Je Suis Charlie Aussi


By Guest Contributor

Je suis Charlie. These words echoed across France in cities across the country, and around the world, on Sunday Jan. 11, as people proudly protested Wednesday’s shocking terrorist attack on the headquarters of the satirical magazine Charlie Hebdo in Paris.  

“Still no terrorist attacks in France? Wait — we’ve got until the end of January to present our best wishes,” says a gun-toting Islamic terrorist in a cartoon in Charlie Hebdo’s latest weekly issue. Tragically, this cartoon would predict the death of its artist, Stéphane Charbonnier, the editor of Charlie Hebdo, and nine of his staff when gunmen stormed the magazine’s weekly meeting shooting everyone inside. Among those killed included four veteran cartoonists regarded as “pillars of political satire in France,” according to The Guardian. Several people in the office were severely injured. 

But the carnage wouldn’t stop there. Two police officers were killed as the gunmen exited the magazine offices, one shot at point-blank range. The next day, another police officer was killed in a Paris suburb and four hostages were killed in a kosher supermarket in eastern Paris on Friday. These deaths are also considered part of the attack. 

The day of the initial attack, President François Hollande of France declared these shootings a certain act of terrorism, confirming the language of the Hebdo cartoon. And since that day, the French have shown the power of their own language: affirmations of “Je suis Charlie” pervading social media, storefronts and news outlets alike. 

And on Sunday, “Je suis Charlie” was chanted the loudest when as many as 1.6 million people protested in cities across France, the largest demonstration in French modern history according to the Interior Ministry. Among the participants were President François Hollande of France, Chancellor Angela Merkel of Germany, Prime Minister Benjamin Netanyahu of Israel and Prime Minister David Cameron of Britain. These leaders joined hands in the march in Paris, demonstrating that solidarity against such acts of terrorism traverses international borders.

And in Bordeaux, the city where I have studied for the past six months, more than 100,000 people attended the protest, flooding the enormous plaza, Quinconces, and blocking up the surrounding city streets. There bearing signs and singing the Marseillaise were people from all walks of life and all ages: my host father even brought his five year old daughter to the event.  My French friends all texted me to ask, “Are you going? Are you there?”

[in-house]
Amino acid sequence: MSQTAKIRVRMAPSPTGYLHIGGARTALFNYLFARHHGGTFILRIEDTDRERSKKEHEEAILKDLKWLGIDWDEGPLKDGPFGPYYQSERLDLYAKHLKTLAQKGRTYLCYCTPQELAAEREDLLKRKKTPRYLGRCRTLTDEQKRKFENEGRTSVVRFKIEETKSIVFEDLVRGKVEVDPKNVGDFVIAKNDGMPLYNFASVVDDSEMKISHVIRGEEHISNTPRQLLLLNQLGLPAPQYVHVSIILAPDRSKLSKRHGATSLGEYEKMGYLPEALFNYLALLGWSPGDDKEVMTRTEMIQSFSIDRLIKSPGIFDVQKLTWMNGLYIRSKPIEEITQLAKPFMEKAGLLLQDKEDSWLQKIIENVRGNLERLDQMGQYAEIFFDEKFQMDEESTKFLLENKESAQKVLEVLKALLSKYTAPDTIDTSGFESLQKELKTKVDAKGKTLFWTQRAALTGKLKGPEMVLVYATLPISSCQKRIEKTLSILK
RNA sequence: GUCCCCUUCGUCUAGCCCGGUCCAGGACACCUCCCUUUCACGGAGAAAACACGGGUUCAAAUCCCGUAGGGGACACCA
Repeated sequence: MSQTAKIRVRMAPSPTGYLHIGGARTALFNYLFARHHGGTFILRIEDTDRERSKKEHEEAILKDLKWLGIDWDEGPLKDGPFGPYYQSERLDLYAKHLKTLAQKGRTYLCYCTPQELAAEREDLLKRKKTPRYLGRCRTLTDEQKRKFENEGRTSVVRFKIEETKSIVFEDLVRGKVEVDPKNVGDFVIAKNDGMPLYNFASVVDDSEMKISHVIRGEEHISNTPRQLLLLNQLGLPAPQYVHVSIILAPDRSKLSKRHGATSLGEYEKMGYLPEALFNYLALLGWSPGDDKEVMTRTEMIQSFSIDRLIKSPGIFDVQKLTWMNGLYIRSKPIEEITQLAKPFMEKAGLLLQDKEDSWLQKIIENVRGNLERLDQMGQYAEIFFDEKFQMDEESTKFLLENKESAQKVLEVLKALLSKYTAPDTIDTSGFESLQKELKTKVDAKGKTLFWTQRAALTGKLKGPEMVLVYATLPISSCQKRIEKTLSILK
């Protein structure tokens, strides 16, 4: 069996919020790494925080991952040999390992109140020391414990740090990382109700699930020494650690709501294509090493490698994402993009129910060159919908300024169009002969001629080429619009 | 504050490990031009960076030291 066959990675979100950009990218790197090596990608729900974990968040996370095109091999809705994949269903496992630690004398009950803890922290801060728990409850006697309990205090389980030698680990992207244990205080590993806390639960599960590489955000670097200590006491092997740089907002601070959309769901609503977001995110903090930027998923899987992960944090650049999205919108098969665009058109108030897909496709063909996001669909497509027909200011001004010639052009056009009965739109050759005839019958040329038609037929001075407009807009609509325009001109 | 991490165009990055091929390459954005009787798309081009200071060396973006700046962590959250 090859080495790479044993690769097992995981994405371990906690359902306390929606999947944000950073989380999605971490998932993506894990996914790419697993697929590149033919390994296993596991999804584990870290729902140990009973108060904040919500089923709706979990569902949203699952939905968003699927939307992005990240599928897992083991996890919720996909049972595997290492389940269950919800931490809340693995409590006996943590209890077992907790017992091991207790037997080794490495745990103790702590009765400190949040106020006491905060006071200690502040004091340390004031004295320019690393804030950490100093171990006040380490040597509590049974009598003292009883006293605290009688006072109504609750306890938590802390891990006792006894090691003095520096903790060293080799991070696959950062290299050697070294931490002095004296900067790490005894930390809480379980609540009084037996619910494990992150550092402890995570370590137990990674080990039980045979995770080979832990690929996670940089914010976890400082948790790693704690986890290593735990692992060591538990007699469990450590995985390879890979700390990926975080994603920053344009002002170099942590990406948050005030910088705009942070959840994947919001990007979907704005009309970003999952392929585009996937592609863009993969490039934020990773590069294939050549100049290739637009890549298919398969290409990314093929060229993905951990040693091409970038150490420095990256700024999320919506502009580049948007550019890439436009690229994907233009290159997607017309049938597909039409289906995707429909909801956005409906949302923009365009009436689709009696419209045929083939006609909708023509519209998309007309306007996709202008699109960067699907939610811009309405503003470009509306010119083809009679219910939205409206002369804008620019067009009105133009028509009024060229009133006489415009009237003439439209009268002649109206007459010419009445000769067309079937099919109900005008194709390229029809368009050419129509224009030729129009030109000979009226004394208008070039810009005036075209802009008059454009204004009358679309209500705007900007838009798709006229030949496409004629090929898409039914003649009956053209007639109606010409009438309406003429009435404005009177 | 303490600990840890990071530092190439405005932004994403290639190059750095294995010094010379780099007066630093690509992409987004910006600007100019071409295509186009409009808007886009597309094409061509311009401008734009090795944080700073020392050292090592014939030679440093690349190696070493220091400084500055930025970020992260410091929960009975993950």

It was these signs, this mass exhibition of solidarity, that demonstrated to me that a momentous event was occurring. “Je suis Charlie” is more than a social media fad, more even than an outcry against terrorism. It is a defense of freedom of speech and a defense that, to me, seems to be producing incredible national unity in France across cultural borders. 

Some American news outlets have critiqued that not everyone knows the type of satire — often provocative articles and cartoons targeting Islam — that Charlie Hebdo produced and if they did, there would be fewer declaring “Je suis Charlie.” I cannot speak to whether every French protester is well informed about Hebdo brand satire. But nevertheless, I believe their declaration deserves respect. No satire or political expression merits the response of terrorist attack. “Je suis Charlie” boldly argues that freedom of speech cannot and will not be silenced by such acts. 

Watching the news in silence with my host family on Sunday evening, as images from the day’s protests blanketed every channel, I was further moved by this outpouring. I said nothing, but I looked at my host family with a new respect. They were a part of this people that was showing not fear but amazing strength in the face of terrorism. They had seized this moment of tragedy to defend one of their national values, the freedom of expression. As an editor of the Campus and a hopeful future journalist, this resonated with me. 

One day later, I revisited Quinconces, the site of Bordeaux’s protest. On the central monument, a visual celebration of the Republic of France, remained several remnants of the previous day’s solidarity. One sign, a small black and white paper saying “Je suis Charlie,” held my eye. It was duct-taped high on the monument to a statue of a chicken spreading his wings. A call for freedom of speech taped to a symbol of the strength of France: I wished the sign would stay there for a long time to come. 

Artwork by SARAH LAKE

EMILIE MUNSON ’16 is from Cohasset, Mass.